The cost to protect against losses on corporate bonds in the U.S. fell for the first time in a week. PNC Financial Services Group Inc. issued $750 million in its first three-year, fixed-rate offering in seven months.
Credit-default swaps on the Markit CDX North American Investment Grade Index, which investors use to hedge against losses on corporate debt or to speculate on creditworthiness, declined 2.1 basis points to a mid-price of 82.2 basis points, according to prices compiled by Bloomberg. That’s the biggest one-day drop since July 26.
Retailers from Home Depot Inc. (HD) to Best Buy Co. reported earnings that beat analysts’ estimates, indicating that U.S. consumers, whose activity accounts for about 70 percent of the economy, are regaining confidence.
Home Depot’s comparable-store sales jumped the most in 14 years and are “helping ease some concerns about consumer spending,” said Joel Levington, managing director of corporate credit for Brookfield Investment Management Inc. in New York. A boost for employees and vendors, it also indicates improvement in residential construction, he said. “It’s showing that after some housing inflation, consumers are reinvesting into likely their largest investments.”
The index, which typically falls as investor confidence improves and rises as it deteriorates, climbed for six of seven trading sessions before today, and rose 6.1 basis points last week, the largest advance since the period ended June 21.
The Depository Trust & Clearing Corp., which runs a central repository for the market, reported $5.7 billion of credit swaps trades today on the current series of the CDX investment-grade index, according to data compiled by Bloomberg.
Credit swaps pay the buyer face value if a borrower fails to meet its obligations, less the value of the defaulted debt. A basis point equals $1,000 annually on a contract protecting $10 million of debt.
The Moody’s Investors Service Liquidity-Stress Index for speculative-grade companies increased to 3.6 percent through the middle of August from 3.4 percent at the end of July, analysts for the ratings company led by John Puchalla said in a research note dated yesterday. The index, which declines when liquidity positions improve, is up from a record low of 2.8 percent at the end of April.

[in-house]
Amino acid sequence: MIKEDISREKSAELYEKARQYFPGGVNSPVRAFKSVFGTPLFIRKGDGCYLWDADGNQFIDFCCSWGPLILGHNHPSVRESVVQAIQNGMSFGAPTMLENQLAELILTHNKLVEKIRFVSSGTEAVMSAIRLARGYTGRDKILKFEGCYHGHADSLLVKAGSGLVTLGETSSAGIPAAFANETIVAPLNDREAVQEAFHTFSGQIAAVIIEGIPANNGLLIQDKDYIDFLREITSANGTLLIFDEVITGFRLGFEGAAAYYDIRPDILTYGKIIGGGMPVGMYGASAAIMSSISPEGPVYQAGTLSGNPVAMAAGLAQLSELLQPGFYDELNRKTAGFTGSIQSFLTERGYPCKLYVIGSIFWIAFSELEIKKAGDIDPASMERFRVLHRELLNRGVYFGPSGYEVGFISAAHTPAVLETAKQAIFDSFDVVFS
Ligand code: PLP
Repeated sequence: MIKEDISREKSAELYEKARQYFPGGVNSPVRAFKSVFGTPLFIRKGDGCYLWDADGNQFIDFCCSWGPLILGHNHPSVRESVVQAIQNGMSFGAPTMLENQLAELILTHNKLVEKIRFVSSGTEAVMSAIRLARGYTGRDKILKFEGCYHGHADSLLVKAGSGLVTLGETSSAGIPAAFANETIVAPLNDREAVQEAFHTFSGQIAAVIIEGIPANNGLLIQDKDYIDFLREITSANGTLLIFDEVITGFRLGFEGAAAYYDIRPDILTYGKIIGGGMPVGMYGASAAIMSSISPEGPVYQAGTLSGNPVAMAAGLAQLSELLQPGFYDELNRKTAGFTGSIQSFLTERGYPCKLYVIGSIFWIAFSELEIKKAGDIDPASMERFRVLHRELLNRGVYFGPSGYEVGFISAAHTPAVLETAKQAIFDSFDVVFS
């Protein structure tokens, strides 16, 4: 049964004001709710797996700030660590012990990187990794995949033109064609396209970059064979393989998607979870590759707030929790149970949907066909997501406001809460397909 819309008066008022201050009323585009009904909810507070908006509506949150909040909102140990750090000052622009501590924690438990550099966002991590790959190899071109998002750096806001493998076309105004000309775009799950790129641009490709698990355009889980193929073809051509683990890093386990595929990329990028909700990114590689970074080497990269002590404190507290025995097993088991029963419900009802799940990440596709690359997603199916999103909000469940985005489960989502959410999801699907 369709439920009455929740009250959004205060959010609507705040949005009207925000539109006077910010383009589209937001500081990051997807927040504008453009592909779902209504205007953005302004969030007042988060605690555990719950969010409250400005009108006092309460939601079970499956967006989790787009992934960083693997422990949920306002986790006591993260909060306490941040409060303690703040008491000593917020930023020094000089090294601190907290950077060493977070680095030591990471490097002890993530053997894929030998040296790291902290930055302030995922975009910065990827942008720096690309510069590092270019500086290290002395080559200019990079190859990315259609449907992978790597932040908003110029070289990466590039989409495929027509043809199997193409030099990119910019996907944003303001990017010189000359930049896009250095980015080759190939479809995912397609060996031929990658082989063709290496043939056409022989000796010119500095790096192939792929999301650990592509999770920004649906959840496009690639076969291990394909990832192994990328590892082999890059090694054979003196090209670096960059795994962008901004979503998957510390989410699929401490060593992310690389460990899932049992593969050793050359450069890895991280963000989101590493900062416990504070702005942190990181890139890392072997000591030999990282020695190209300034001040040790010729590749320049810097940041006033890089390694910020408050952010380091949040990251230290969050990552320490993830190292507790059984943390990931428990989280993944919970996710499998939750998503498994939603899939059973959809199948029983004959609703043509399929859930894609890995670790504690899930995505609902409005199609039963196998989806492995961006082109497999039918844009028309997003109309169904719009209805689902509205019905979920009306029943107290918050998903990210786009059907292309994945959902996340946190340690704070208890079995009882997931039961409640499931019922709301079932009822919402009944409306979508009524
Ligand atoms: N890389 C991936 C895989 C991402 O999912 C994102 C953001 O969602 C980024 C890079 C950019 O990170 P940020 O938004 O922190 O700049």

Speculative-grade companies, rated below Baa3 by Moody’s and less than BBB- at Standard & Poor’s, have issued $241.6 billion of debt this year, compared with $203.2 billion by this time last year, Bloomberg data show.
Moody’s index tracking the extent to which junk-rated companies are at risk of violating their debt covenants fell to 2.1 percent in July from 2.2 percent in June, according to the report. That’s up from the record low of 1.7 percent in April.
“Most companies have had comfortable cushion under their financial maintenance covenants,” the analysts wrote in the report. The index “signals a low risk of covenant violations for most over the next 12-15 months,” they wrote.
PNC, the second-largest U.S. regional bank, sold the 1.3 percent notes due October 2016 to yield 62 basis points more than similar-maturity Treasuries, according to data compiled by Bloomberg. The securities are expected to be rated A2 by Moody’s.
The average extra yield investors demand to hold dollar-denominated, investment-grade corporate bonds rather than similar-maturity Treasuries widened 0.6 basis point to 131.6 basis points, Bloomberg data show. The measure for speculative-grade, or junk-rated, debt increased 10.3 to 574.9.
The risk premium on the Markit CDX North American High Yield Index, a credit-swaps benchmark tied to speculative-grade bonds, fell 15.6 basis points to 404.5, Bloomberg prices show.
In London, the Markit iTraxx Europe Index of 125 companies with investment-grade ratings narrowed 0.6 basis point to 102.4, Bloomberg prices show.
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